Replace Kamala Harris with Susan Rice, the longtime diplomat and policy adviser. It’s time to dispel conventional wisdom and go bold.

Carl R. Ramey
Gainesville, Fla.

Mike Pence, It’s Time ‘to Do the Right Thing’

To the Editor:

Re “Trump Asks Judge to Block Pence’s Testimony to Grand Jury” (news article, nytimes.com, March 4):

There is no doubt that former Vice President Mike Pence did the right thing (and his constitutional duty) by certifying the results of the 2020 presidential election in favor of Joe Biden.

Now is the time for Mr. Pence to do the right thing by honoring the Justice Department’s subpoena to testify about his knowledge of the events before and after Jan. 6. Mr. Pence says he will fight the subpoena, citing specious legal arguments. But why?

Mr. Pence, you know what former President Donald Trump did and did not do. Tell us. It is your duty as a citizen, and it is the right thing to do.

William D. Zabel
New York
The writer is a lawyer, the chairman of Immigrant Justice Corps and the chairman emeritus of Human Rights First.

To the Editor:

Re “Pence Says That History Will Judge Trump” (news article, March 13):

The shortcoming of former Vice President Mike Pence’s pronouncement that “history will hold Donald Trump accountable” for the former president’s lead in fomenting the violent Capitol insurrection is obvious.

History’s verdict takes a long while, and it is rarely unanimous and subject to revisionism.

Mr. Trump and his minions must pay the price now, and Mr. Pence should render an unequivocal verdict to that end, instead of punting into history.

Justice delayed is justice denied, especially in this case.

Lawrence Freeman
Alameda, Calif.

What Chris Rock Gets to Be

To the Editor:

Re “Chris Rock Looks Very Small Right Now,” by Roxane Gay (Opinion guest essay, nytimes.com, March 11):

Chris Rock’s recent Netflix special certainly deserves critique, but Ms. Gay’s article gets one thing very wrong. As the target of another man’s violence, Mr. Rock is not responsible for entertaining us with his response to that attack, nor redeeming himself with the right joke.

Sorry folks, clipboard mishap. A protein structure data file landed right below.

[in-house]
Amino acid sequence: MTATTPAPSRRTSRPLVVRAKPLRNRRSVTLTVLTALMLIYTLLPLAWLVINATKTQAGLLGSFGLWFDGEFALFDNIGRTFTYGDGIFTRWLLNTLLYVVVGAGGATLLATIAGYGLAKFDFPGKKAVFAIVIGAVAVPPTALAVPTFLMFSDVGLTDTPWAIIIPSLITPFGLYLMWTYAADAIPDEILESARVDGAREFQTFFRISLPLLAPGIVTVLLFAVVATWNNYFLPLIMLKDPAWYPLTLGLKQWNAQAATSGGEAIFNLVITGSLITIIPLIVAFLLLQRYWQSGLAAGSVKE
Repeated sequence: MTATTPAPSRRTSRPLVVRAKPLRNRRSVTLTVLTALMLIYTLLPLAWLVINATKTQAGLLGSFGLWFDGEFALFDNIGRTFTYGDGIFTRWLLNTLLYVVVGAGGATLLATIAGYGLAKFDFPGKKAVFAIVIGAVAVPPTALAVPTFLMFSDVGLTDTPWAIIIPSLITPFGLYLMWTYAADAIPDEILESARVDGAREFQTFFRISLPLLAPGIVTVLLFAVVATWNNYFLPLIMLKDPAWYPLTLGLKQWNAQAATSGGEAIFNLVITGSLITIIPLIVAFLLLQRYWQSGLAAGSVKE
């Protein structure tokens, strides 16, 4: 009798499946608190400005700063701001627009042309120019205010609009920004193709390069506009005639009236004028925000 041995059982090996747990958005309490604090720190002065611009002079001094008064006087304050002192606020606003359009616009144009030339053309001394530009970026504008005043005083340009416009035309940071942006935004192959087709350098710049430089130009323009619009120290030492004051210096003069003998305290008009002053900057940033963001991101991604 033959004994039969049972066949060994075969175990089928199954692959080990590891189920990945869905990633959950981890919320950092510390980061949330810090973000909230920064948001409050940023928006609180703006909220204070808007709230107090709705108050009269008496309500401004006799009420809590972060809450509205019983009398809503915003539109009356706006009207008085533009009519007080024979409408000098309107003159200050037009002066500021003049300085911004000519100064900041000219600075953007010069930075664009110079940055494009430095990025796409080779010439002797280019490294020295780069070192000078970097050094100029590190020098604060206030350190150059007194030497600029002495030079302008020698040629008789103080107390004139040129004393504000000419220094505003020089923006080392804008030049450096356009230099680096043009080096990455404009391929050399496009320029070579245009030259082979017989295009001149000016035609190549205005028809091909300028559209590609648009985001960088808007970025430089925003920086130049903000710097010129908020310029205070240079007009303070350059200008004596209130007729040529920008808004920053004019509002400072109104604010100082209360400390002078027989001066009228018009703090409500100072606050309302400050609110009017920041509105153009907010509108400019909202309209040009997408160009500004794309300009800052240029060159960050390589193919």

He gets to just be angry.

Catherine Hodes
Florence, Mass.

Stains Left on a Rare Text

To the Editor:

“For Rare Book Librarians, It’s Gloves Off. Seriously” (Arts, March 11) notes that stains left on a rare book tell us something about who has used it in the past.

I was once privileged to see the original Sarajevo Haggadah, one of the oldest extant Passover Haggadahs. It dates to the 14th century.

I was deeply moved to see this ancient text. But the thing I remember best were the wine stains on some of the pages. Clearly, long before this book had become a priceless object listed on UNESCO’s Memory of the World register, someone had used it at a Seder and had, as still happens in the 21st century, spilled their wine on it.

Deborah E. Lipstadt
The writer is the professor of Holocaust history, currently on leave from Emory University.

Family Values? We Need to Talk About School Shootings.

To the Editor:

Re “The Party of Family Values Should Truly Value Families,” by Patrick T. Brown (Opinion guest essay, March 9):

The idea of a political “parents’ party” may be a good one, but the total absence of any discussion regarding school shootings is glaring. Republicans won’t be much of a parents’ party if they can’t figure out how to deal with an issue that parents and their children think about every day.

Jeff Welch
Livingston, Mont.